Child dies after ‘mad’ dog’s bite

2012-05-19 00:00

AS an Underberg farmer infected with rabies is fighting for his life, a Bergville boy died after his family dog bit him last month.

Sapa quotes provincial Agriculture Department spokesperson Jeffrey Zikhali as saying senior provincial animal health technicians were on their way to examine whether the boy had contracted rabies.

The boy died at Emmaus Hospital on Thursday night. The minor and his father were bitten by their dog “which had run mad on Easter Friday”, April 6, the mother told officials.

Zikhali said the dog was vaccinated on April 4 during a vaccination programme in the area. The boy initially showed no worrying symptoms.

“His mother said he started vomiting on Thursday and was taken to Emmaus hospital.

Zikhali said seven cases of rabies were recorded in Bergville in January. “We had nine cases in February, 10 cases in March and the figures dropped in April to three cases. If confirmed, this may be the only case for May.”

During a campaign that started in January, 4 985 dogs and 767 cats were vaccinated.

Meanwhile, the condition of Graeme Anderson (29), the Underberg farmer who was diagnosed with rabies, has improved.

Dr Grant Lindsay, a friend and spokesperson for the Anderson family, said yesterday that his condition was stable and his vital signs had improved.

Doctors had placed him in a coma in order to treat him, and started bringing him slowly out of his coma on Wednesday.

Lindsay said that while Anderson was not yet conscious the next three to five days would be critical. “Then we will know where we are.”

He said yesterday marked 14 days that Anderson had been sedated.

Anderson was in contact with a rabid dog about seven weeks ago, which he nursed until it died.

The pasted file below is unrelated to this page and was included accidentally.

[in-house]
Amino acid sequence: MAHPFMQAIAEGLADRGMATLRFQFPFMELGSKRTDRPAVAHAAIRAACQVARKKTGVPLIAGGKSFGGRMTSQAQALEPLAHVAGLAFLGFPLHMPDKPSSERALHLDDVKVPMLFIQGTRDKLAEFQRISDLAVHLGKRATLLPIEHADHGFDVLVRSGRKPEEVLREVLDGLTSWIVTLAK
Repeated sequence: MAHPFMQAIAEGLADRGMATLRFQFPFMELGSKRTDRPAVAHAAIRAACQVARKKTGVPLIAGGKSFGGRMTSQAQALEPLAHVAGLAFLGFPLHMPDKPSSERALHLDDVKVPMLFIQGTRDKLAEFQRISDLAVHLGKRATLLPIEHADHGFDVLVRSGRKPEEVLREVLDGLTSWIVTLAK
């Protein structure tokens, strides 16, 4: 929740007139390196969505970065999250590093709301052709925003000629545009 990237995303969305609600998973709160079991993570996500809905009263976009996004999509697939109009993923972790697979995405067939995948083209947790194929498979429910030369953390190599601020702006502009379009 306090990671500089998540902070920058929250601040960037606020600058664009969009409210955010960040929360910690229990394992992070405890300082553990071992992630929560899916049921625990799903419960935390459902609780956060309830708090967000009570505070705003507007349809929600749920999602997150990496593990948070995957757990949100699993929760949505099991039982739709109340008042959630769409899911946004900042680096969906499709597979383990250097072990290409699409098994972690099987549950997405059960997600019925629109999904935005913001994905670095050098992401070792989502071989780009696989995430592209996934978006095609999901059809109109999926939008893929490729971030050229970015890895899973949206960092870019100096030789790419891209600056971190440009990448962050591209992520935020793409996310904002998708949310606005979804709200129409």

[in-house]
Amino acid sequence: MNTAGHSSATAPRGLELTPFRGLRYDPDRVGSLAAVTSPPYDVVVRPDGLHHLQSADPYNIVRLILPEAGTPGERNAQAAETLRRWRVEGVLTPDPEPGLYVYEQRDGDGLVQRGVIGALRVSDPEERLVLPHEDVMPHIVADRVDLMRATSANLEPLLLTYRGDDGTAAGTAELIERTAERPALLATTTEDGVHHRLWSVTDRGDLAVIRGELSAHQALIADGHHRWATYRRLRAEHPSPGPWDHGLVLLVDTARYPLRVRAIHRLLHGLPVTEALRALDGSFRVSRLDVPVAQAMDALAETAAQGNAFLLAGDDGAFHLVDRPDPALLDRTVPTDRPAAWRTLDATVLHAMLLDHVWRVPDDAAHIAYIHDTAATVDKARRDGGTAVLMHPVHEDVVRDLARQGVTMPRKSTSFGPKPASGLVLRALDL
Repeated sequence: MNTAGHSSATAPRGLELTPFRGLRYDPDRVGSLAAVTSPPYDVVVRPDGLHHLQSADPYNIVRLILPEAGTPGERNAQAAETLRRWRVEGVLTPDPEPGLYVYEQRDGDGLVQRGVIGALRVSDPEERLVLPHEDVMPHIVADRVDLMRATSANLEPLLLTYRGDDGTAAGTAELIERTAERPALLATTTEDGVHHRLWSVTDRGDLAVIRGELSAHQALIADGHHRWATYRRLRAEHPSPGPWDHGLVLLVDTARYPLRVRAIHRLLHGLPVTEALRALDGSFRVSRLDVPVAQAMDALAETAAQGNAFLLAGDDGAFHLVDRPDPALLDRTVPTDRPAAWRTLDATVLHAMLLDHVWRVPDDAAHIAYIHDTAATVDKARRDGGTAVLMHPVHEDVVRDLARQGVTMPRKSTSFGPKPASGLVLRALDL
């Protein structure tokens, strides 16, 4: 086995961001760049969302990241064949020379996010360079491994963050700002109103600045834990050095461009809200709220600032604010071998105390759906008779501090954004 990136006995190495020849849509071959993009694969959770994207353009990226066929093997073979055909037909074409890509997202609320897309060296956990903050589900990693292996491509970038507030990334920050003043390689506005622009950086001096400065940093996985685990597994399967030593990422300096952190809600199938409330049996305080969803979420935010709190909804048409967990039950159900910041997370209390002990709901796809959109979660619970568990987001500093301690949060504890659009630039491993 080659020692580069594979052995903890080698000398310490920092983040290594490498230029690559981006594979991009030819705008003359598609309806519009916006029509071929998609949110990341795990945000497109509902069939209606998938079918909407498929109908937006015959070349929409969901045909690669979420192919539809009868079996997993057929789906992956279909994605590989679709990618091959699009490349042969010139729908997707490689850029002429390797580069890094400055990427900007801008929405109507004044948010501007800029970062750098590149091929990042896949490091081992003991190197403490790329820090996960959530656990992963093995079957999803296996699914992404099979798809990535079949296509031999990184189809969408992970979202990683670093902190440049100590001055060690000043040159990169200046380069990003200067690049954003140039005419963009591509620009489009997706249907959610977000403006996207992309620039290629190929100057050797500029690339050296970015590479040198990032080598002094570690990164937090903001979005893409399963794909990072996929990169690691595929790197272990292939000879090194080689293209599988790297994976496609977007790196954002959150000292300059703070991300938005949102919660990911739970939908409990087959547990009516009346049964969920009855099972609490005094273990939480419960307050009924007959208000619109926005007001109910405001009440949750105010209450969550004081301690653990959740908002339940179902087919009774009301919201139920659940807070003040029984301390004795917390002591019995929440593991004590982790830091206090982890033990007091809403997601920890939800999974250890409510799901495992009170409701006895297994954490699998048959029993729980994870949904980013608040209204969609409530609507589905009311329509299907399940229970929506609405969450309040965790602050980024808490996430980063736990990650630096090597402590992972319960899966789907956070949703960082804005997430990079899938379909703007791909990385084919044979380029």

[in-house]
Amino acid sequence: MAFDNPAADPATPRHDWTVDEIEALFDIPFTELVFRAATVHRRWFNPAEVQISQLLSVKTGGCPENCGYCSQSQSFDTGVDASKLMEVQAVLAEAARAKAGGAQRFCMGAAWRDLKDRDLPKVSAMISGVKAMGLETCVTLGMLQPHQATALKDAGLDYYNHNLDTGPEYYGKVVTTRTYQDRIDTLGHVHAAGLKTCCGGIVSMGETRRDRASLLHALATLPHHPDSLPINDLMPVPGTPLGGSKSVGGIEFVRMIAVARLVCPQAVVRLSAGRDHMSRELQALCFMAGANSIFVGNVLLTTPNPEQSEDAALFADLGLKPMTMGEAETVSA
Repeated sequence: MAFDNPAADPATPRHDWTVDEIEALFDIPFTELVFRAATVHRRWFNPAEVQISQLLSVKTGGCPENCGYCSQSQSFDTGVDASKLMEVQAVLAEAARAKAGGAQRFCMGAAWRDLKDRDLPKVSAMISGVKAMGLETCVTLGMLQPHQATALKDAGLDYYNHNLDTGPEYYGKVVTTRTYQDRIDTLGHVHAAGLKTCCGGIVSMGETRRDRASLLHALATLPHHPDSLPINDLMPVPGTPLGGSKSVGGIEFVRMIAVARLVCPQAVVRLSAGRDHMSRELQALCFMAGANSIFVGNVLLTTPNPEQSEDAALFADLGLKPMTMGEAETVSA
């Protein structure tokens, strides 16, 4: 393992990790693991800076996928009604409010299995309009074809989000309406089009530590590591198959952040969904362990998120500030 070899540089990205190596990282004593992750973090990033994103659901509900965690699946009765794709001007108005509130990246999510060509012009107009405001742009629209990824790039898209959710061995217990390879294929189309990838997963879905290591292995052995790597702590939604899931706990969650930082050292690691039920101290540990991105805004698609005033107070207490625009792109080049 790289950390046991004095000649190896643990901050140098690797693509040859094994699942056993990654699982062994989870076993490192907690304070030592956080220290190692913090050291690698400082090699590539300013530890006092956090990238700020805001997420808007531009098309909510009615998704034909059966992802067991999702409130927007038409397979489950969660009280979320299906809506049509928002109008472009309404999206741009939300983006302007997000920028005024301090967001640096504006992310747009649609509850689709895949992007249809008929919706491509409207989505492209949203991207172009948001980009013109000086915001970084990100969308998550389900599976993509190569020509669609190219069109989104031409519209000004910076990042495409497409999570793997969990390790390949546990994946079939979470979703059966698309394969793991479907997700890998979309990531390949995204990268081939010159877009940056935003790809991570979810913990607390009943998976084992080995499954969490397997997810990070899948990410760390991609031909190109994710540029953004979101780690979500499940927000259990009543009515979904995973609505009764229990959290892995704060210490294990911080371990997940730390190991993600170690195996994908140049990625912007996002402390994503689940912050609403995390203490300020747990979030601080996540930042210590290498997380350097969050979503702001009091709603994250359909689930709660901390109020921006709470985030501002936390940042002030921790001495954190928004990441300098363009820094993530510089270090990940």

He then went on holiday to Mozambique, but returned when he became ill. He was initially diagnosed with sinusitis, but his condition got worse and he was admitted to hospital.

He was sedated for treatment in terms of the Milwaukee protocol.

Lindsay explained: “This [treatment] cannot cure rabies, but a handful of people have survived as a result of it. It involves heavily sedating people who have rabies for about 10 days to try to protect the brain in the hope that during this period it will manufacture antibodies to fight the disease.

“After 10 days the patient’s sedation dose is then systematically reduced over a period of about a week.

“There is definitely a chance that Anderson can survive this.”

Since the beginning of the year 97 confirmed cases of rabies in animals have been reported in KwaZulu-Natal.


KEVIN le Roux, manager of the rabies project in KwaZulu-Natal, says there has been a major outbreak of rabies in the Winterton/Bergville area this year and 43 cases in dogs and cats had been reported since December.

Bergville district farmer Christoff Brits’s four-month-old dachshund, which was too young to be inoculated, bit nine people after having become infected and the victims had to be inoculated against the virus weekly for five weeks.

Le Roux said state vets were not able to inoculate all the animals in the province and therefore targeted only certain areas.

“Pet owners are, however, obliged by law to have their animals inoculated,” he said.

He warned people never to touch an unknown or stray dog. “Rabies does not always equal an aggressive dog that’s dribbling from the mouth. Any unknown animals are therefore a threat.”

The central Midlands, including Estcourt, Winterton and Bergville, and parts of northern KZN areas like Ladysmith are on high alert as several cases of rabies have been reported.

Bergville vet Dr Hilgaard Muller said the area was experiencing the worst outbreak of rabies since he moved there 19 years ago. He was aware of at least 47 cases of rabies. “A farmer had to put down eight sheep after they were bitten by dogs. And one horse and a cow had been put down because of the disease,” said Muller.

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